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The Gallivanting Gourmand
Greg Duncan
Greg Duncan
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is a freelance writer based in the Montreal region. He is particularly keen about good food. In his day job, Greg is the executive director of the Quebec Community Newspapers Association.

His previous columns are archived HERE.

Posted 08.08.05
Montreal

GREG DUNCAN

Is there a fish more coveted than salmon?

While visiting in Vancouver recently I contemplated the tradition and prominent role that salmon plays in British Columbia's history. You cannot escape or ignore the salmon likenesses displayed everywhere, from airport to downtown, whether indigenous or modern in art form.

It's doubtful that a menu can be found here that does not offer some salmon dish or other, and even most Asian restaurants capitalize on the theme. Thai salmon curry, anyone?

Markets and groceries offer shiny specimens that rival sharks in size and ruby red fillets tempt passers by at every turn.

Indian Candy, with its smoky sweetness and sometimes jerky like texture, can be chewed enroute.

Cold-smoked and hot-smoked variations abound with prices that require skills in haggling and negotiation for the smart shopper.

You do not have to be on the West Coast to enjoy fresh quality salmon, as Down-Easters will tell you though.

Atlantic salmon is touted as the best in many circles, depending on which side of the pond you reside and I even found some at the market here saddled up next to its western cousin. It's hard to differentiate species by looks alone, unless you are a frequent and experienced salmon eater.

No matter -- there is a lot to learn from helpful fish mongers who are happy to oblige with good recipes and cooking techniques.

A local fisherman at a Vancouver market passed on this recipe for a cedar-planked version that he claims will allow you to enjoy fresh salmon fillets at their best. Cedar Planks can now be purchased all over in most barbecue sections of stores, next to hickory and mesquite chips and charcoal.

Ask for assistance or make a trip to the local lumber provider for some planks, too.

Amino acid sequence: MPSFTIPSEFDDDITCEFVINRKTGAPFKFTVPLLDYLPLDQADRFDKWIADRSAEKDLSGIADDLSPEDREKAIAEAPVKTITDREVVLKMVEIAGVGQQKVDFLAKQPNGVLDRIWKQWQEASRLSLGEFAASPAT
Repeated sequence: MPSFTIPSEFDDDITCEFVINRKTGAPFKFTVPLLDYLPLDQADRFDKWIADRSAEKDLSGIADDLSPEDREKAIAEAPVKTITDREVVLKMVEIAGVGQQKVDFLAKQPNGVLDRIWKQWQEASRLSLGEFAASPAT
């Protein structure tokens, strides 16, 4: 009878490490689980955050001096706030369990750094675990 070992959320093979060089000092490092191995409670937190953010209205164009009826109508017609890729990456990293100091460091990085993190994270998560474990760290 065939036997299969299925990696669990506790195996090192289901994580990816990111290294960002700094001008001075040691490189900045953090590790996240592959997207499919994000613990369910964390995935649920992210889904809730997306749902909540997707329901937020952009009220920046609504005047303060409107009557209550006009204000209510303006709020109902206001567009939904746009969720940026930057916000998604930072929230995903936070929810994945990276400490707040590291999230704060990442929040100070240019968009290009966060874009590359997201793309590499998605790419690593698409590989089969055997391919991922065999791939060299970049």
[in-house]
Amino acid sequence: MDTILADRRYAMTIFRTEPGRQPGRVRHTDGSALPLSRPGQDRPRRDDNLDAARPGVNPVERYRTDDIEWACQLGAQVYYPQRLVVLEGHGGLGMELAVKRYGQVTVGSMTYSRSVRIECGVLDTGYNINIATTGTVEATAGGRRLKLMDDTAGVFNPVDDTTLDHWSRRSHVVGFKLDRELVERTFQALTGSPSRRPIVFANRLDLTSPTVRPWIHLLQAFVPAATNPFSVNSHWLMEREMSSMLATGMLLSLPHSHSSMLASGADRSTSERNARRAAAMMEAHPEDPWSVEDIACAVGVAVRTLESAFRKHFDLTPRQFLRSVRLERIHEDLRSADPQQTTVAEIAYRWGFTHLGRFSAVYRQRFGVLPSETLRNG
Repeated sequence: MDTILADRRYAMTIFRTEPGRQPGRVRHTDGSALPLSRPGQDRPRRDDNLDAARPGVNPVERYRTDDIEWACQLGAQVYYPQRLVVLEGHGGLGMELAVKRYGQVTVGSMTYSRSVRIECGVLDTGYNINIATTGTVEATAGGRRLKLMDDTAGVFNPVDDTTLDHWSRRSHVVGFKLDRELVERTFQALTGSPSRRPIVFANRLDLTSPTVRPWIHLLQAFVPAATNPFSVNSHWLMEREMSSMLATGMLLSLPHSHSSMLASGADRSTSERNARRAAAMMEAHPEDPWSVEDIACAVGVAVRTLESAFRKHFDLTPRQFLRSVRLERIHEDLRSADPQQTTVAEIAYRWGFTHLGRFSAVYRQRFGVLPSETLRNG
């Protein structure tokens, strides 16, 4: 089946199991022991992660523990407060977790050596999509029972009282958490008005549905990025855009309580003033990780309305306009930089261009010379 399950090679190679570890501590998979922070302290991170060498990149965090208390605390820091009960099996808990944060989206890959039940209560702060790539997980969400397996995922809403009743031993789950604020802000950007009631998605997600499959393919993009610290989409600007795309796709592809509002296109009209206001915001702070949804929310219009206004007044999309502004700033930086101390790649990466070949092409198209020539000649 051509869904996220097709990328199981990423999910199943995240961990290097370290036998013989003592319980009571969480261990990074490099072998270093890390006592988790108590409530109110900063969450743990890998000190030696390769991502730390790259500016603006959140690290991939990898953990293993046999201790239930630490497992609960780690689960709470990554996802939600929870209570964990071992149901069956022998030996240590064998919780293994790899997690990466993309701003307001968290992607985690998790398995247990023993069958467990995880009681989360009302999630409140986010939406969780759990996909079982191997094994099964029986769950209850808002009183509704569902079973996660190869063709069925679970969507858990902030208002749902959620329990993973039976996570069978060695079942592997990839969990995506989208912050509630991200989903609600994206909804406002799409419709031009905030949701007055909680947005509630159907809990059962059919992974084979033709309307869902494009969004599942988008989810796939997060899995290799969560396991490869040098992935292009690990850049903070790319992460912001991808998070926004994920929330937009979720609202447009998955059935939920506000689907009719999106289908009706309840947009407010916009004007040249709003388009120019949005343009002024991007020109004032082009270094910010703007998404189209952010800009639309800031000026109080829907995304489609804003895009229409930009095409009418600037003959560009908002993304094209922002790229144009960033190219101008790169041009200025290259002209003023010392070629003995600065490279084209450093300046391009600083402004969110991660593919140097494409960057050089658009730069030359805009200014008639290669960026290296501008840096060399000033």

Just make sure you use natural untreated cedar and soak the planks in fresh water for at least two hours prior to use.

Cedar-Planked Salmon

1 cedar plank (6 by 14 inches)
2 salmon fillets (1 1/2 pounds total)
Salt and freshly ground black pepper
6 tablespoons Dijon mustard
6 tablespoons brown sugar Drizzle of olive oil

Soak cedar plank in salted water for 2 hours, then drain. Remove skin from salmon fillet. Remove any remaining bones. Rinse the salmon under cold running water and pat dry with paper towels. Generously season the salmon with salt and pepper on both sides. Lay the salmon (on what was skin-side down) on the cedar plank and carefully spread the mustard over the top and sides. Place the brown sugar in a bowl and crumble between your fingers, then sprinkle over the mustard. Drizzle a little olive oil over fillets.

Set grill for indirect grilling and heat to medium-high. Place the cedar plank in the center of the hot grate, away from the heat. Cover the grill and cook until cooked through, around 20 to 30 minutes. Transfer the salmon and plank to a platter and serve right off the plank.

A direct method to grill the salmon may be used. Soak the cedar plank well. Spread the mustard and brown sugar on the salmon, but do not place the fish on the plank.

Set up the grill for direct grilling on medium-high. When ready to cook, place the plank on the hot grate and leave it until there is a smell of smoke, about 3 to 4 minutes.

Turn the plank over and place the fish on top. Cover the grill and cook until the fish is cooked through.

Check the plank occasionally. If the edges start to catch fire, mist with water, or move the plank to a cooler part of the grill.

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